The idea is to regard each play as a random change in the final score. One way of playing conservatively is to choose plays that lead to non-branching lines of play. This means that the uncertainty in the final result is reduced. One increases the variance of the final score by choosing open-ended moves. Some people say that the reason something is sente is not necessarily that the followup is big, but that the continuation has so many branches that it becomes "unacceptable".

Alex Weldon: That's basically it, Migeru. If you're winning by, say, 10 points, you want to keep the game calm, so that any fluctuation in the score will be less than that. In that situation, if you were given a choice between a situation that has a 70% chance of gaining you 20 points and a 30% chance of losing you 20 points, and a situation that has a 20% chance of gaining you 3 points and an 80% chance of losing you 3 points, you'd go for the second, because even though the first will probably gain you points and the second will probably lose you points, the first gives you a 70% chance of a (big) win, while the second gives you a 100% chance of victory (of course, nothing is 100% in Go, but you get the idea).

Conversely, if you're losing by 20 points, you might as well start a complicated fight, even if there's a 90% chance you'll lose big in it, because a 10% chance of victory is better than nothing.

As the almost-proverb goes: "Why cut your losses when you can cut everywhere?"

Another way to put it is this; certain moves are simple enough that you can read out the continuation. Others are so complicated that you don't know what will happen. If you read something out and it leads to probable victory, you should play it. But if you read out everything that you can read out, and every road seems to lead to defeat, you should head for the path that neither you nor your opponent can properly read, and hope for the best (unless you're losing REALLY badly, in which case you should probably just resign to avoid irritating the opponent).

aceofspades: This may be overkill, but the way I see it is that Go is probabilistic for humans (and to a lesser extent for computers) because of things like limited reading depth, guessing the order in which to examine moves, and of course changes in mental state. So regard a point in a game as having a number of different continuations with different probabilities, each with their own score. In other words, the state of the game is a probability distribution over the possible score differences at the end of the game. Being behind or ahead corresponds to the distribution's mean, but what the pros do by strategy adaptation to score is change the variance. Thus if you're 10 points behind in the late midgame, you want to keep a big fight going so that all sorts of things could happen: big groups could die/live, big territories could be taken, etc. By increasing the variance you're increasing the probability of all those events that would give you enough points to overcome your opponent's lead. Increasing the probability that you would lose by an even bigger amount doesn't matter because a close loss and big loss are both still a loss. So, typically, one has to sacrifices a few points to increase the variance if you're leading or decrease it if you're behind. This may me simply because the optimal move is too risky or too solid, but also because your opponent will simultaneously be trying to get the variance to go the other way.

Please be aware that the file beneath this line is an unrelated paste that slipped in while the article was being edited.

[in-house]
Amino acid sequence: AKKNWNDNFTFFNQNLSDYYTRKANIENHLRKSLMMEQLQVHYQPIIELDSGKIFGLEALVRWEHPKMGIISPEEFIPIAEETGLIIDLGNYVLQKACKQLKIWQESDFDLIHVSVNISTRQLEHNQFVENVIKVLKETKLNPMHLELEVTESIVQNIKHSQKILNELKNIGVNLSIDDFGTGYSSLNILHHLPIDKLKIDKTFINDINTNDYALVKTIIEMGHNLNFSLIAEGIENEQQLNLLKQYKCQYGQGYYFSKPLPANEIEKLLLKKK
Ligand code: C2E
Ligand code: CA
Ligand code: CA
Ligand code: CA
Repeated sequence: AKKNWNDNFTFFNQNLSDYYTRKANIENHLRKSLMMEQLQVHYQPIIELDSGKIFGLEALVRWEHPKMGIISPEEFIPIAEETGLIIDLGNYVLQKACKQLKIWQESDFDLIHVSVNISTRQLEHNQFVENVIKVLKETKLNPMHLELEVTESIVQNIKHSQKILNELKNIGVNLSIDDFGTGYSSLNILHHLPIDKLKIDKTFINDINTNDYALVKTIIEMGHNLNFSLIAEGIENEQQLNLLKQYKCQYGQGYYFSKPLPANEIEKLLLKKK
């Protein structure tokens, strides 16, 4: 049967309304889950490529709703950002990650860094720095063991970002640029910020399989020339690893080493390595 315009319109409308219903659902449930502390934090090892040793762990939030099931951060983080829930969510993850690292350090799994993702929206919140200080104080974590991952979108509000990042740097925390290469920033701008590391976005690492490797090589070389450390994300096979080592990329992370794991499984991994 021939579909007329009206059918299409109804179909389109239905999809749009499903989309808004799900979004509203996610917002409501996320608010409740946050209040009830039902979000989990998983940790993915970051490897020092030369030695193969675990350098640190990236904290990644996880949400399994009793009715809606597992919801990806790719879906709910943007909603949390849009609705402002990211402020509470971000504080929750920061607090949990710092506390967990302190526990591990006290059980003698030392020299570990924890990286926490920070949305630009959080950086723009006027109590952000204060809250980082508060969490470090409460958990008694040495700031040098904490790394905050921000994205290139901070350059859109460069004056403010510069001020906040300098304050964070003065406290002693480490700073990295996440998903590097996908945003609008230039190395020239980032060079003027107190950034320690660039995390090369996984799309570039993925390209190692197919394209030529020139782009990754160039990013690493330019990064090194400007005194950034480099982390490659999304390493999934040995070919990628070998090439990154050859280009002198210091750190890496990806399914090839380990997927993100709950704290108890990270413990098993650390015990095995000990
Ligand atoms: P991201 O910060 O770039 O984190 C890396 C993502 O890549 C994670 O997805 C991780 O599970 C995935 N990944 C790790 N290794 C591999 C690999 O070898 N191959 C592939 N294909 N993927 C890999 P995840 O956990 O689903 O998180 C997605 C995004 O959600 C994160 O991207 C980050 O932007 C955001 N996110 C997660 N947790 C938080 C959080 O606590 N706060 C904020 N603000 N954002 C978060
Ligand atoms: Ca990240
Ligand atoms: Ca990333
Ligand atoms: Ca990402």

Adapting Play To Score last edited by Hicham on February 8, 2006 - 20:42